Ryan, interesting question.
If you're suggesting, a way to bridge the gap between people who are hungry and those that, presumably in their homes, are able to provide food, I think there's definitely a market for that.
unlike grabbing a ride or looking for accommodations for a weekend, the idea of going to someone's home for a meal seems to encompass much more than the utility of filling a hungry stomach.
Who will be dining with me?
What are the host's/cook's expectations regarding conversation? guests? attire? manners? price?
What if I don't like the food?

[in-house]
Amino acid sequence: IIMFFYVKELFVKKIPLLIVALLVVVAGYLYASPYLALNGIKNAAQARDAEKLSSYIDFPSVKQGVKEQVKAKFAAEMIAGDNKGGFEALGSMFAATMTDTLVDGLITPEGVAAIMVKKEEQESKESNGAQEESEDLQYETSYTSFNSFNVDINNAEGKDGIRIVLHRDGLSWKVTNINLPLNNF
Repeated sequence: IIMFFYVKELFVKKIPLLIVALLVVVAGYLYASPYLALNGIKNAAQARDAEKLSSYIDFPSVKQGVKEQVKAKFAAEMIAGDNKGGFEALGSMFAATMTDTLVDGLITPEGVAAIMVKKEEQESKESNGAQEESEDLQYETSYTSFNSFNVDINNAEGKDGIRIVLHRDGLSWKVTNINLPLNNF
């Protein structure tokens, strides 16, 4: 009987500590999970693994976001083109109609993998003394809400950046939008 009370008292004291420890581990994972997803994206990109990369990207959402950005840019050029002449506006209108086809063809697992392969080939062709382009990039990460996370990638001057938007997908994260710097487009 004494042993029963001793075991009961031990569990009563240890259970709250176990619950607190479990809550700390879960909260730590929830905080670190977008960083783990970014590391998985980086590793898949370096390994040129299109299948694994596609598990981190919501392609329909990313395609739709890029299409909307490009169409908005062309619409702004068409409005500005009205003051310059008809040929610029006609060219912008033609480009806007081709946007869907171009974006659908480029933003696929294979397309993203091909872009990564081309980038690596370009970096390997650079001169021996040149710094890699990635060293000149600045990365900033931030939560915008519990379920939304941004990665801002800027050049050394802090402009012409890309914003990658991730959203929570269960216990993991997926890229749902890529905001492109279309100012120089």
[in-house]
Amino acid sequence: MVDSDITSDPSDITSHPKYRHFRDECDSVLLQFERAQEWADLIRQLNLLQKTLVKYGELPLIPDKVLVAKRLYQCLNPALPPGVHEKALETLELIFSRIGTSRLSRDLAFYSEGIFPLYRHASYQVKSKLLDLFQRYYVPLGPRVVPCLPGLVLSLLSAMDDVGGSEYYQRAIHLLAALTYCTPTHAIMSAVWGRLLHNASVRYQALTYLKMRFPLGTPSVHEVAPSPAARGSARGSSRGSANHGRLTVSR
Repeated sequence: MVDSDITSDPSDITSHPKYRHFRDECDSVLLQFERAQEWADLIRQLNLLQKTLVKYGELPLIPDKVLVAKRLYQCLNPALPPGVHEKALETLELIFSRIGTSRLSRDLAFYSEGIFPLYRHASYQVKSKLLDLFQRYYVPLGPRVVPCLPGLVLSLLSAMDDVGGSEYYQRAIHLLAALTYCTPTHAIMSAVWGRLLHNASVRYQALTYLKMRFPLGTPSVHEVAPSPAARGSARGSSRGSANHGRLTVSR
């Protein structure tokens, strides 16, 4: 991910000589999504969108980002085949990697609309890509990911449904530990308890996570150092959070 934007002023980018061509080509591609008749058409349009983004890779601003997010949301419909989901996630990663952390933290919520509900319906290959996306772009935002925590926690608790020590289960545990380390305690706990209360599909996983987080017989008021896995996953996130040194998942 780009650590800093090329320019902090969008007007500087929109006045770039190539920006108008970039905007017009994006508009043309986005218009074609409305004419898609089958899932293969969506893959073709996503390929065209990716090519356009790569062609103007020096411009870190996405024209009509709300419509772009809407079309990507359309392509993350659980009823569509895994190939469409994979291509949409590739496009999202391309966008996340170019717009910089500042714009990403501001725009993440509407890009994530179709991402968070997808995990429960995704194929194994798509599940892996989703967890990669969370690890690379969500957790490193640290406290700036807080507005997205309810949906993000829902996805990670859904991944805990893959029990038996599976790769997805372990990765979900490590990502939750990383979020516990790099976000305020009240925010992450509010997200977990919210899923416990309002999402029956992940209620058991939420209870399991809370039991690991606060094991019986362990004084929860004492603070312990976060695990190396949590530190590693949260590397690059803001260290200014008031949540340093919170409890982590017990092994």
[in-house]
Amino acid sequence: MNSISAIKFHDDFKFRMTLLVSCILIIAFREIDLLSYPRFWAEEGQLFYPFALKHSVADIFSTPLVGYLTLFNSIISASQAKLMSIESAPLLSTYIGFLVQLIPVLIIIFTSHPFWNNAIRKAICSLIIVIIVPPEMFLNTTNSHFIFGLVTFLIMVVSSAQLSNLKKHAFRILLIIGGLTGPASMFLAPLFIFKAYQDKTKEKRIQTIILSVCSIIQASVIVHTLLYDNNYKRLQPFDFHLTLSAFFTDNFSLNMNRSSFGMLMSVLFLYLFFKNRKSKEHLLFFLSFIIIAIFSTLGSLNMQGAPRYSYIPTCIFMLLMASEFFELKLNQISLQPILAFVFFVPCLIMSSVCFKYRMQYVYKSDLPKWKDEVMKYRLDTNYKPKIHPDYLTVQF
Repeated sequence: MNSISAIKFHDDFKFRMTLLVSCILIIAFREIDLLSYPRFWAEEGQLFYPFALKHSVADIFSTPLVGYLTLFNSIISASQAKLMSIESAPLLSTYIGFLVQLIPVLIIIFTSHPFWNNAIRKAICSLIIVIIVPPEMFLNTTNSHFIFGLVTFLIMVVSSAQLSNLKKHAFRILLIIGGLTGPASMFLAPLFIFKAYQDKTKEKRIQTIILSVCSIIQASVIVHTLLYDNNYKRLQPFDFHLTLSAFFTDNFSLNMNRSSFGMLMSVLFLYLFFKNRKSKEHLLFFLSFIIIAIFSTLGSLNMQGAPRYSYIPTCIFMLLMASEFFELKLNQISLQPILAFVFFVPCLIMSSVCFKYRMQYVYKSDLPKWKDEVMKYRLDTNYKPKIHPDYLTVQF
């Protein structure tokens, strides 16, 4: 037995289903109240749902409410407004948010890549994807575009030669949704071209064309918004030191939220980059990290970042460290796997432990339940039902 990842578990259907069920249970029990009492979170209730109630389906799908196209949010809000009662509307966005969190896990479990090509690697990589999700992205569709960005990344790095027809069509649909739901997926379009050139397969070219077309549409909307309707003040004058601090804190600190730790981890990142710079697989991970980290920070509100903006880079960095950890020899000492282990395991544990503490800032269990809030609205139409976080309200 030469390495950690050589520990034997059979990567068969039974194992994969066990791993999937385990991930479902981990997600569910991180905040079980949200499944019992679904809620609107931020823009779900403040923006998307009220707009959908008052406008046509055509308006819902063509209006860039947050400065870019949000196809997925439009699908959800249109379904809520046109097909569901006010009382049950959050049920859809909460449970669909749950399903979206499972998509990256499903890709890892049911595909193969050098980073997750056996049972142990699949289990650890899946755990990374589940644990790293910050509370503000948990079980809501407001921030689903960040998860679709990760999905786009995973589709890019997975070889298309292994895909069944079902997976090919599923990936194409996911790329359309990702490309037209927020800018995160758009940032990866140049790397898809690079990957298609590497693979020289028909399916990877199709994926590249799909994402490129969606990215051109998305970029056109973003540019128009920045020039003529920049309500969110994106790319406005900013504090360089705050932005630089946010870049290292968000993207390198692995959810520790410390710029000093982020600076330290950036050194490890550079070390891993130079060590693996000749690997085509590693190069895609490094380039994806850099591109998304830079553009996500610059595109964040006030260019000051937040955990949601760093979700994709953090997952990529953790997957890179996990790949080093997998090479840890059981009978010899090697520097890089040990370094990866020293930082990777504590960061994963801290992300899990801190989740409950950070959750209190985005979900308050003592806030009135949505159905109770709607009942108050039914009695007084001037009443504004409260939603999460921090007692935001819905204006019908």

With a ride or accommodations, the experience tends to be "safer" in that it can be (but doesn't have to be) much more transactional, and require less emotional investment or risk.
But dining in someone's home with food that they prepared is a little more tricky.
That said, it's dinner time and my stomach is growling like a bear right now, if you were able to quickly find me that combination of cuisine, company, proximity, attire, price, pace, and timing. I'd be happy to pay a nice commission for that service.